Norwich Cathedral has approximately one thousand roof bosses, which are the elaborately carved and painted undersides of the keystones essential to the construction of a vaulted roof and placed at the intersection of its ribs. What is unique to those in Norwich Cathedral is that many illustrate a series of stories from the Bible. The oldest are those in the cloister, placed in position during the rebuilding following the riot. The earliest of these, on the east walk, have foliage as their motif and include a ‘green man’ peering out from behind a mask of leaves. The later ones show scenes from the Passion of Christ and the Apocalypse. Those in the Cathedral nave are more recent, placed when the original wooden roof was replaced with stone vaulting in the fifteenth century, and tell the history of the world, from the Creation to Doomsday.

Norwich Cathedral and The Close have been used as locations for a number of films, of which the latest is Tulip Fever, an adaptation of the historical novel by Deborah Moggach. For this the cloister garth was transformed into the grounds of an orphanage in Holland in the 1630s, during the period of ‘tulip mania’ when fortunes were made and lost trading in tulip bulbs.

All images on this page appear by kind permission of the Dean and Chapter of Norwich Cathedral. For much more information about Norwich Cathedral click here to visit the Cathedral website.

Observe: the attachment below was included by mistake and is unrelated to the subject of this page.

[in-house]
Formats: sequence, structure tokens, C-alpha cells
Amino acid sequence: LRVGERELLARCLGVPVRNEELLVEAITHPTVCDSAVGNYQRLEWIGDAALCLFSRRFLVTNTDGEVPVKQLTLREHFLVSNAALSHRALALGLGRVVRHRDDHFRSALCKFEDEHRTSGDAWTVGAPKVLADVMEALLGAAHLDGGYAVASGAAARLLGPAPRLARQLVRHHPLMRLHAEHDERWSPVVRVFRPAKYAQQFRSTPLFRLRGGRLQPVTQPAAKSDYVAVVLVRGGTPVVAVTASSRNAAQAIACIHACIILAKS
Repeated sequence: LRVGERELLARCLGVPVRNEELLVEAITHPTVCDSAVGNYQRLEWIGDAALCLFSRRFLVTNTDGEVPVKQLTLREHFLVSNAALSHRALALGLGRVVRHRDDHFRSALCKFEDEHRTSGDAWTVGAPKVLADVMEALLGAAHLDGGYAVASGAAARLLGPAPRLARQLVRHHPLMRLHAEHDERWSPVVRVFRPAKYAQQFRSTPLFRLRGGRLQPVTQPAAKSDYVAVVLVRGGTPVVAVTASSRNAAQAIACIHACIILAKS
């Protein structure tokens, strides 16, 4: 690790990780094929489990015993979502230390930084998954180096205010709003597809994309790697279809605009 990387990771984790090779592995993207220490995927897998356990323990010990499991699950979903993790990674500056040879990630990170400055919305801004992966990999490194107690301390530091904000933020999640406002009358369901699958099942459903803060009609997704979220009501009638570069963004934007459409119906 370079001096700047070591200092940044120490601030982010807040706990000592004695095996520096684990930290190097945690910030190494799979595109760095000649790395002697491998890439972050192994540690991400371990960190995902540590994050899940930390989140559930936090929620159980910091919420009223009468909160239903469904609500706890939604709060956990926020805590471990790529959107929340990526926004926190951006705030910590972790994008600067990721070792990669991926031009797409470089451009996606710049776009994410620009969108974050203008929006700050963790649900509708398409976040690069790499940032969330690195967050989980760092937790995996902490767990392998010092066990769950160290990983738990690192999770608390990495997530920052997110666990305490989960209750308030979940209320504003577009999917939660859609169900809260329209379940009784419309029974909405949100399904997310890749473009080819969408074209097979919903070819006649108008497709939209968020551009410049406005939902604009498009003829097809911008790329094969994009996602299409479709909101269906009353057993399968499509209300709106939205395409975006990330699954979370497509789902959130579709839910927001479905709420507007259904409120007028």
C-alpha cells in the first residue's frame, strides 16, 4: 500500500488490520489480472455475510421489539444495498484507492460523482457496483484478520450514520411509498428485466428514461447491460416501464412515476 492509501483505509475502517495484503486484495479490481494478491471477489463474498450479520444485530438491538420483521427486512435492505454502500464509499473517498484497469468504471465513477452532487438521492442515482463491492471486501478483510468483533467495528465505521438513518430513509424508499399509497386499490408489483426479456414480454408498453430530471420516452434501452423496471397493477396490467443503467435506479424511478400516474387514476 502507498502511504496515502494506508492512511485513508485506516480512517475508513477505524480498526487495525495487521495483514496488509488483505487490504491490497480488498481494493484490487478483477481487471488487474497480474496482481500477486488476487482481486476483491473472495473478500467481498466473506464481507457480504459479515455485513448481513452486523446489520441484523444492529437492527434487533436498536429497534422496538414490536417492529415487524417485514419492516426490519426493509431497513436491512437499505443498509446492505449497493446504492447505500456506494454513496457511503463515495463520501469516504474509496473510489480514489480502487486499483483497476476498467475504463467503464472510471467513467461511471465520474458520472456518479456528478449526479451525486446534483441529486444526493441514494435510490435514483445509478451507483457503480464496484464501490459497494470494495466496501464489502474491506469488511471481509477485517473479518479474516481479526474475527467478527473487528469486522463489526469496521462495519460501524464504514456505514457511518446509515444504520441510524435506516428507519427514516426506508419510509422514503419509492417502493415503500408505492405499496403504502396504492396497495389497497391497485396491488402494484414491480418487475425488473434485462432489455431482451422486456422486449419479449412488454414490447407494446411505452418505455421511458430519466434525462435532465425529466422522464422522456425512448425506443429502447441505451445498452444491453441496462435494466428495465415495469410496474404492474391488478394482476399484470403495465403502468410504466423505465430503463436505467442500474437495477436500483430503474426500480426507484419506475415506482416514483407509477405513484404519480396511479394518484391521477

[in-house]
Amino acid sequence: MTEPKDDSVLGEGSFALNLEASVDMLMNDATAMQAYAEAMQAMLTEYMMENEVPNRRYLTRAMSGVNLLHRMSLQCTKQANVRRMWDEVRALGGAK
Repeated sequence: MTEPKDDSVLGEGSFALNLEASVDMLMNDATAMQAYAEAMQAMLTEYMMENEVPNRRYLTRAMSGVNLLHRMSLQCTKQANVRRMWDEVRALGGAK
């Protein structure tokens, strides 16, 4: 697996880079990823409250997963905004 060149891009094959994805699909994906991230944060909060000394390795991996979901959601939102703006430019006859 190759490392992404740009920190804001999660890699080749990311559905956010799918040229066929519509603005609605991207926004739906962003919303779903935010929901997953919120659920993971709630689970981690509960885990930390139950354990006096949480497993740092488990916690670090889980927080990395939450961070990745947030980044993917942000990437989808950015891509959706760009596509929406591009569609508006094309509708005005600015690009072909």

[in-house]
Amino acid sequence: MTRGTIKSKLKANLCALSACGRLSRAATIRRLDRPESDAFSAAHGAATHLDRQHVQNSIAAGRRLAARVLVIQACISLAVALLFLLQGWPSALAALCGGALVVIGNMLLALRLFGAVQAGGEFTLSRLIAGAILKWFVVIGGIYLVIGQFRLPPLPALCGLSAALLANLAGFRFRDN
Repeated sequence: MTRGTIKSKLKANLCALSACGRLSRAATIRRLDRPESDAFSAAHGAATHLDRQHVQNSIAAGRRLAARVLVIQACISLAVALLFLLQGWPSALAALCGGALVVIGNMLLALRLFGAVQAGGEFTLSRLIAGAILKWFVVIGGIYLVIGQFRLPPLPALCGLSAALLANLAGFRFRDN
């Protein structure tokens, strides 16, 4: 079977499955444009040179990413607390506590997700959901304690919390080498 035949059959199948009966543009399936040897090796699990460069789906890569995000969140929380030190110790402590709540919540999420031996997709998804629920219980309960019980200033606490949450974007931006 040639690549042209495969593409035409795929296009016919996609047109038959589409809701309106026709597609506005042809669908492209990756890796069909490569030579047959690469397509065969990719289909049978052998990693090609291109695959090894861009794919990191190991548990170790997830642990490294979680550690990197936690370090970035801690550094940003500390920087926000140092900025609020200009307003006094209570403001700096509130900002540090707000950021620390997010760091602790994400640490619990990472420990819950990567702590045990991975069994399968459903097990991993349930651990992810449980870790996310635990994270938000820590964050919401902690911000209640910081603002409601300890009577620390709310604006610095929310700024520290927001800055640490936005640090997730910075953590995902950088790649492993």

The Prior's Door

A section of the stone carving above the Prior's Door, from c.1310.

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The monks' cupboards

The stone ledge beneath these cupboards has been worn down and polished smooth by the feet of generations of monks as they stepped up to retrieve their books upon entering the Cathedral.

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Roof bosses in the cloister

Two of the roof bosses in the Cloister.
Left: A thief caught stealing the washing.
Right: An open door, over the entrance to the hostry, symbolising welcome and hospitality.

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The Priors' Door

A section of the stone carving above the Prior's Door, from c.1310.

The monks' cupboards

The stone ledge beneath these cupboards has been worn down and polished smooth by the feet of generations of monks as they stepped up to retrieve their books upon entering the Cathedral.

Roof bosses in the cloister

Two of the roof bosses in the Cloister.
Left: A thief caught stealing the washing.
Right: An open door, over the entrance to the hostry, symbolising welcome and hospitality.

The monks' cupboards

The stone ledge beneath these cupboards has been worn down and polished smooth by the feet of generations of monks as they stepped up to retrieve their books upon entering the Cathedral.

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The Prior's Door

A section of the stone carving above the Prior's Door, from c.1310.

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Roof bosses in the cloister

Two of the roof bosses in the Cloister.
Left: A thief caught stealing the washing.
Right: An open door, over the entrance to the hostry, symbolising welcome and hospitality.